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Foreword: Where We Are in History

By Rev. Dr. William Barber II
President, North Carolina NAACP


We must admit that the history of voting in this country is a curious, contentious and contorted story.

And when you know this history; when you know where we are in history; then you understand why the NAACP and the civil rights community stand firm against any attempt to suppress, stagnate or violate the fundamental principles of the 15th Amendment. Ratified in 1870 in the aftermath of slavery, it declares that the “right of citizens of the United States to vote shall not be denied or abridged by the United States or by any state on account of race, color, or previous condition of servitude.”


Here in North Carolina, between 1868 and 1872, African-American leaders demanded three fundamental rights. They wanted more than just freedom but full citizenship. They demanded and contended for the right to public education, the right to sit in a jury box and the right to put a ballot in a ballot box.

With the ballot they joined with progressive whites in what was called fusion politics and from 1868 to 1898 there were more black people in our general assembly than today. They led the effort to rewrite the state’s constitution, passing some of the most progressive voting laws, education laws, labor rights laws, criminal justice reform laws and progressive tax reform laws.

And then there was a violent backlash against this reconstruction. The former slave owners could not handle the reconstruction of a nation out of its racist history going on around them.

They worked to pass new laws; Jim Crow laws to steal, segregate, suppress and isolate the black vote and nullify the promises of the 15th Amendment.

The culmination of these efforts to stop coalition politics and the power of blacks and whites uniting together in a progressive voting block was the Wilmington riots and massacre of November 10, 1898.

Duly elected black and white officials were run out of office. Three to five percent of Wilmington’s population was murdered. In the stronghold of black political power, they were shot in the streets in this effort promoted by radical white supremacists, leading newspapermen and the political machine of Charles B. Aycock, who would be awarded the governorship for his efforts.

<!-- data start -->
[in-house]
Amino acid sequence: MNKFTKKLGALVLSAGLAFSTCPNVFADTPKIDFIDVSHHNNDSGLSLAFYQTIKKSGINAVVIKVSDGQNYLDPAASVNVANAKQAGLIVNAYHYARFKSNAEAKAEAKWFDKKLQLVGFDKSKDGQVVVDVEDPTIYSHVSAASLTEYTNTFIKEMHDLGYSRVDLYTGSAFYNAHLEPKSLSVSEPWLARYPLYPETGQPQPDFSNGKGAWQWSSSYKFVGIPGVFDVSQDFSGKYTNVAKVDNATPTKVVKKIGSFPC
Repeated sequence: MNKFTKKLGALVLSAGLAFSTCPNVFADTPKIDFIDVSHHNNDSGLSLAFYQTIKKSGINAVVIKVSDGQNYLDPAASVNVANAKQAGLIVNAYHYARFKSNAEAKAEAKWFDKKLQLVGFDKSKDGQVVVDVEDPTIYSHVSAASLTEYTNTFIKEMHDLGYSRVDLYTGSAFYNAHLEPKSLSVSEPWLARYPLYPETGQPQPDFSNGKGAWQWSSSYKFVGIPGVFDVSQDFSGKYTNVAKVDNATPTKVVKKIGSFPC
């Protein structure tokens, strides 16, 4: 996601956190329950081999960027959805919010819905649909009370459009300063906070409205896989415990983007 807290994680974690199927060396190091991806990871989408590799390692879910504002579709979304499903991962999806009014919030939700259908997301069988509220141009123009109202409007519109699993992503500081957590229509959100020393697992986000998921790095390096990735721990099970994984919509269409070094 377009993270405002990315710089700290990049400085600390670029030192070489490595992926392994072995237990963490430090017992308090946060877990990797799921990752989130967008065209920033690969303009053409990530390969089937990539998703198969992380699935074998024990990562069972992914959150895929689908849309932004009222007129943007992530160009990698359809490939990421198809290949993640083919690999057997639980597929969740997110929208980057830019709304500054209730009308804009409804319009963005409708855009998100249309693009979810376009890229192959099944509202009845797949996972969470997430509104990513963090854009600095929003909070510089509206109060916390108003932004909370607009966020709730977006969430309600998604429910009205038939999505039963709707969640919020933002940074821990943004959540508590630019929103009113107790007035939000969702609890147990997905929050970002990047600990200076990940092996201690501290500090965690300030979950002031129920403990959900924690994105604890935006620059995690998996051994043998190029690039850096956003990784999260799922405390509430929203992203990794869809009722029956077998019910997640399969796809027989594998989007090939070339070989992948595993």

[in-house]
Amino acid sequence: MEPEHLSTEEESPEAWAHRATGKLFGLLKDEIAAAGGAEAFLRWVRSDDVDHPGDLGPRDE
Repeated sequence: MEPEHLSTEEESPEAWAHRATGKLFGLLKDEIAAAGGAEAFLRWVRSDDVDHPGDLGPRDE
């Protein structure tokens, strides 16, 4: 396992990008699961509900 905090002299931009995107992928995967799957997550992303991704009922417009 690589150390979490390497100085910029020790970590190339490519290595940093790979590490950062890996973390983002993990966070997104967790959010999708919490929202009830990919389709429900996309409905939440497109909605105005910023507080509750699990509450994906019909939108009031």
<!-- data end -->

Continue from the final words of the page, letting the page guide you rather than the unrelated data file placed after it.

Two years after the Wilmington Race Riot, the last African-American serving in the US Congress, George White was driven out of office. Another African-American from North Carolina would not walk those halls for another 90 years.

North Carolina used every tool, grandfather clauses, literacy tests and poll taxes, to stop the potential and power of the black vote. The legal effect of these racially-motivated tactics was not completely rendered illegal until after the Voting Rights Act of 1965.

When you understand this history then you understand why those of us in the civil rights community will fight against any attempt, under any guise or any camouflage by any party to suppress, steal, distract, disturb, discourage, isolate or intimidate anybody’s right to vote.

We know what these tactics look like. We know what they smell like.

We fought to stop those who would have rolled back same day registration and won. We fought those who tried to pass Voter Photo ID laws targeted at disenfranchising African-Americans, students, the elderly and other minorities. And we won.

We are fighting right now in court to overturn the race-based redistricting plans that were passed. And we will win.

We know our history. We know the history of America and North Carolina. We have come too far. We must go forward together and not one step back.

The sons and daughters of freedom fighters, make one promise to America, from which we will never retreat…!! When it comes to our rights, ordained by God and guaranteed by our Constitution, we will never give in and we will never, never, never turn back!

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